The fats you can’t live without and need for your body to heal itself and make healthy cells are the essential Omega 3 and Omega 6 fats, and these fats have an ideal proportion they should be eaten in. Four times as many Omega 6 fats should be consumed as compared to Omega 3, and the best sources for these anti-inflammatory, hormone-balancing, fat-burning, energy-boosting oils is found in nuts, seeds, and their cold-pressed oils. While processed vegetable oils like corn, canola, soy and vegetable blends are touted as sources of Omega 6 fats, these oils are as bad as processed sugar – altered, refined, and highly inflammatory and should be avoided.
Healthy sources of Omega 3 fats include flax and chia seeds, and wild caught fatty fish and their oils from the most pristine waters. If you choose to take a fish oil supplement, make sure it’s been tested for levels of toxic contaminants, like our Super-EPA is. It’s unfortunate, but our oceans have been contaminated with heavy metals and chemicals and the fish store these in their fat tissues, much like we do.
When it comes to animal fats, it matters how the animals are raised and what they are fed. Meat from animals raised in a Confined Animal Feeding Operation (CAFO) doesn’t contain the right proportion of fats your body needs and is inflammatory. In contrast, the meat, eggs, and dairy from grass fed and free-range animals is rich in Omega 3 and Omega 6 fats and is anti-inflammatory and health-promoting. Grass fed meats are often more lean than CAFO meats, so make sure you are also getting enough of the healthy plant-based fats in your diet.
If eating fats makes you feel sleepy after meals, or you end up with bloating and digestive discomfort, then your fat digestion may need some support. Your liver makes bile, the soap-like substance that’s essential for proper fat digestion. Your gallbladder stores the bile and regulates its flow into your small intestine, so if you’ve had your gallbladder removed or are having gallbladder issues, then issues with fat digestion are likely to follow.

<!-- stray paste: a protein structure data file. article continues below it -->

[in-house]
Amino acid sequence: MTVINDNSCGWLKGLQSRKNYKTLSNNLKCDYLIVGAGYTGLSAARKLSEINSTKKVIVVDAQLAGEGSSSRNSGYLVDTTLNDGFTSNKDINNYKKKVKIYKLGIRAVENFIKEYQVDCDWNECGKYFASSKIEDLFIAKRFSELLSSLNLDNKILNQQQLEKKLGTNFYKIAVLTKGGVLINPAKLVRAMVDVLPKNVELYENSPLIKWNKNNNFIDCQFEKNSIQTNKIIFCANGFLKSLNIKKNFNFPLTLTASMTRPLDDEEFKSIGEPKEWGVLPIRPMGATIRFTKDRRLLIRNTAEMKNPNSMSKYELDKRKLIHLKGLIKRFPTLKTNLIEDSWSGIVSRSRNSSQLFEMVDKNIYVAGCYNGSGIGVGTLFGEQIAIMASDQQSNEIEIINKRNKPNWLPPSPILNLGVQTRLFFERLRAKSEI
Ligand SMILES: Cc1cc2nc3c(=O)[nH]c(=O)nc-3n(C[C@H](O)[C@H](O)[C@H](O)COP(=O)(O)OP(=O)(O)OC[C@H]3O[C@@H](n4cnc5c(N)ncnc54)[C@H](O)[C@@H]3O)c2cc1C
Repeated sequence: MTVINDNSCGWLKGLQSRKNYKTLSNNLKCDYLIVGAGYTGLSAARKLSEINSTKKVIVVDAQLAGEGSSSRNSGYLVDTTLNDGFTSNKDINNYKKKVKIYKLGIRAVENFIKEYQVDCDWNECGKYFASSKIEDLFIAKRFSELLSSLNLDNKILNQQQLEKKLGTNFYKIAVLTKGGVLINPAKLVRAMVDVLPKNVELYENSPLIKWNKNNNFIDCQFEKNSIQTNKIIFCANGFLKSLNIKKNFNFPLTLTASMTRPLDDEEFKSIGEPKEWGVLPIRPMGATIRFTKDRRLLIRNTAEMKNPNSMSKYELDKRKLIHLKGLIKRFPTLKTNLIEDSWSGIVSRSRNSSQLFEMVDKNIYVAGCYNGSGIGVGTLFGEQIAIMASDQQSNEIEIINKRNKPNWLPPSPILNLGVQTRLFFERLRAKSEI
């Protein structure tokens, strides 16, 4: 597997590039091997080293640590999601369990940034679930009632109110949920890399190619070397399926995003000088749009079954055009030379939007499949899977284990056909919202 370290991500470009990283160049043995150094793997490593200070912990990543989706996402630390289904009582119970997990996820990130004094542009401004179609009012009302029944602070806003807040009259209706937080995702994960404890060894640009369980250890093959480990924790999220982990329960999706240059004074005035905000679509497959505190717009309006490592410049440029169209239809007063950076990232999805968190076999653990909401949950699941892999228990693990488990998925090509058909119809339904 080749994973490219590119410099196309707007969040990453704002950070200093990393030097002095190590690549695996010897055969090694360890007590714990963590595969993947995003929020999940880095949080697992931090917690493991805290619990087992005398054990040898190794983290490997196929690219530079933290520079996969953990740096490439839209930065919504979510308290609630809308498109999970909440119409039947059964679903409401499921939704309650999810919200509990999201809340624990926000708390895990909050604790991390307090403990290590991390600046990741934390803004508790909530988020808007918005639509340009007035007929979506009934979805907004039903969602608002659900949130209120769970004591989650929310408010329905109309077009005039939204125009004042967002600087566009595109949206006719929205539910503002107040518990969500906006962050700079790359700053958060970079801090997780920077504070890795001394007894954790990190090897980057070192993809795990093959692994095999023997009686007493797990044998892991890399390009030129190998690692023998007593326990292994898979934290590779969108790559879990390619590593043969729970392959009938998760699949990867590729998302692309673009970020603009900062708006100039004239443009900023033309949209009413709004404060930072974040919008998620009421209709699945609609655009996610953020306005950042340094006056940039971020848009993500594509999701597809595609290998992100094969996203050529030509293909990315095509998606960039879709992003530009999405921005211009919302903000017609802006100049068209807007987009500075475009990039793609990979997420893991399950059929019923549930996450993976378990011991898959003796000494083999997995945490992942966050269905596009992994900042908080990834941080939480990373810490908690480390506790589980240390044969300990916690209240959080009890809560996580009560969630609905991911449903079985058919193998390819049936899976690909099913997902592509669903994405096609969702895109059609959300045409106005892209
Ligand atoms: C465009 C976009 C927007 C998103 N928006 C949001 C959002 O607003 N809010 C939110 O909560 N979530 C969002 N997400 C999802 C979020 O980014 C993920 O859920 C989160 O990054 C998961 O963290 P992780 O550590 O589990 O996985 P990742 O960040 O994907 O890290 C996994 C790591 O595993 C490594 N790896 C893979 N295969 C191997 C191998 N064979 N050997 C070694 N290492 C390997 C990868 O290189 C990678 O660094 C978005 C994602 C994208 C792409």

The root cause behind many gallbladder issues is either thick, sludgy bile or insufficient bile, and both of these impair fat digestion and lead to bloating, indigestion, constipation, and diarrhea. Many people have quit the keto and paleo diets because their fat digestion wasn’t optimal and it left them with weight gain, bloating and discomfort. Healthy fat digestion begins with building better bile, and our Bile Builder can help. It contains a combination of herbs and nutrients known to support fat digestion and liver and gallbladder health.
To fix your fat digestion, the first key is to eliminate the inflammatory altered, refined, and processed vegetable fats and greasy, fried foods. Next, gradually add in the plant-based Omega-rich fats like nuts, seeds, and their cold-pressed oils while transitioning to eating grass fed meats. Make sure you eat bitter foods with every meal, because bitters build better bile. For a comprehensive primer on healing your fat digestion, getting essential fats into your diet, and losing weight with healthy fats, get Radical with Ann Louise Gittleman’s Radical Metabolism plan.